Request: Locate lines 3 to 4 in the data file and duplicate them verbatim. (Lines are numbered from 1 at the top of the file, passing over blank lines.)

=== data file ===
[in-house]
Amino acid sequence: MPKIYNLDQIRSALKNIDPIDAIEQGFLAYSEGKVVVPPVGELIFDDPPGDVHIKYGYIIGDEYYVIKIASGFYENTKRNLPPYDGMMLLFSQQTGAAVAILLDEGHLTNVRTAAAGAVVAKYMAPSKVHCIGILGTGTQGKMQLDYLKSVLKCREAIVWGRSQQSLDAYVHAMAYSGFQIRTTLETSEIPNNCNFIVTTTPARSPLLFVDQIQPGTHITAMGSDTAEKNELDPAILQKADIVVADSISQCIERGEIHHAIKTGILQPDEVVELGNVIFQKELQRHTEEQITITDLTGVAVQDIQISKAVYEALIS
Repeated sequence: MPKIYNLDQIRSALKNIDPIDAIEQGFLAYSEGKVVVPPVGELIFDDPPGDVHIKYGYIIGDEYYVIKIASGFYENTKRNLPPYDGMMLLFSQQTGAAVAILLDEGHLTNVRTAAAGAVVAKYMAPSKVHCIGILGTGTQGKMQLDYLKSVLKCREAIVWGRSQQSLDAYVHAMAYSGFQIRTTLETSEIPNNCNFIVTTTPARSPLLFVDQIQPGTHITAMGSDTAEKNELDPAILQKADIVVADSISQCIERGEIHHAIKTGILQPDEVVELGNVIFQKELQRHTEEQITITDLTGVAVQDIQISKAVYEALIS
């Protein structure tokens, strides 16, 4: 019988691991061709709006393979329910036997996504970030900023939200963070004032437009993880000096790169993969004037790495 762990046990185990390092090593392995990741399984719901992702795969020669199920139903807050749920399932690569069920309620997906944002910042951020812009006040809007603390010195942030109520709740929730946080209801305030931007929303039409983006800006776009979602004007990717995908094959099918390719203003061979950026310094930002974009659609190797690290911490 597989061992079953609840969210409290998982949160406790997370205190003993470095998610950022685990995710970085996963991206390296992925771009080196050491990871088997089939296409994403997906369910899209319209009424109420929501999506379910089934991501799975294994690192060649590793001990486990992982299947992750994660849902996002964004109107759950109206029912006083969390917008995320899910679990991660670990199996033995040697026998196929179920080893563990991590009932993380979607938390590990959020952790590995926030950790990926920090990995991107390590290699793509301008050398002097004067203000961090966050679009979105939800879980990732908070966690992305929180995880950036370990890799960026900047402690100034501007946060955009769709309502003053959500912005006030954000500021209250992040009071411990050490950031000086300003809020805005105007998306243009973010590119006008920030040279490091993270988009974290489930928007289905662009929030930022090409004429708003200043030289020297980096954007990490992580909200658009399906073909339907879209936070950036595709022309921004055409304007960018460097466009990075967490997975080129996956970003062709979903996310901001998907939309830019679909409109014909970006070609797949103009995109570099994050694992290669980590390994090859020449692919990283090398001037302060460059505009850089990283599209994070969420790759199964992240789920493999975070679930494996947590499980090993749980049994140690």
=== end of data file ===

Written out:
Repeated sequence: MPKIYNLDQIRSALKNIDPIDAIEQGFLAYSEGKVVVPPVGELIFDDPPGDVHIKYGYIIGDEYYVIKIASGFYENTKRNLPPYDGMMLLFSQQTGAAVAILLDEGHLTNVRTAAAGAVVAKYMAPSKVHCIGILGTGTQGKMQLDYLKSVLKCREAIVWGRSQQSLDAYVHAMAYSGFQIRTTLETSEIPNNCNFIVTTTPARSPLLFVDQIQPGTHITAMGSDTAEKNELDPAILQKADIVVADSISQCIERGEIHHAIKTGILQPDEVVELGNVIFQKELQRHTEEQITITDLTGVAVQDIQISKAVYEALIS
């Protein structure tokens, strides 16, 4: 019988691991061709709006393979329910036997996504970030900023939200963070004032437009993880000096790169993969004037790495 762990046990185990390092090593392995990741399984719901992702795969020669199920139903807050749920399932690569069920309620997906944002910042951020812009006040809007603390010195942030109520709740929730946080209801305030931007929303039409983006800006776009979602004007990717995908094959099918390719203003061979950026310094930002974009659609190797690290911490 597989061992079953609840969210409290998982949160406790997370205190003993470095998610950022685990995710970085996963991206390296992925771009080196050491990871088997089939296409994403997906369910899209319209009424109420929501999506379910089934991501799975294994690192060649590793001990486990992982299947992750994660849902996002964004109107759950109206029912006083969390917008995320899910679990991660670990199996033995040697026998196929179920080893563990991590009932993380979607938390590990959020952790590995926030950790990926920090990995991107390590290699793509301008050398002097004067203000961090966050679009979105939800879980990732908070966690992305929180995880950036370990890799960026900047402690100034501007946060955009769709309502003053959500912005006030954000500021209250992040009071411990050490950031000086300003809020805005105007998306243009973010590119006008920030040279490091993270988009974290489930928007289905662009929030930022090409004429708003200043030289020297980096954007990490992580909200658009399906073909339907879209936070950036595709022309921004055409304007960018460097466009990075967490997975080129996956970003062709979903996310901001998907939309830019679909409109014909970006070609797949103009995109570099994050694992290669980590390994090859020449692919990283090398001037302060460059505009850089990283599209994070969420790759199964992240789920493999975070679930494996947590499980090993749980049994140690």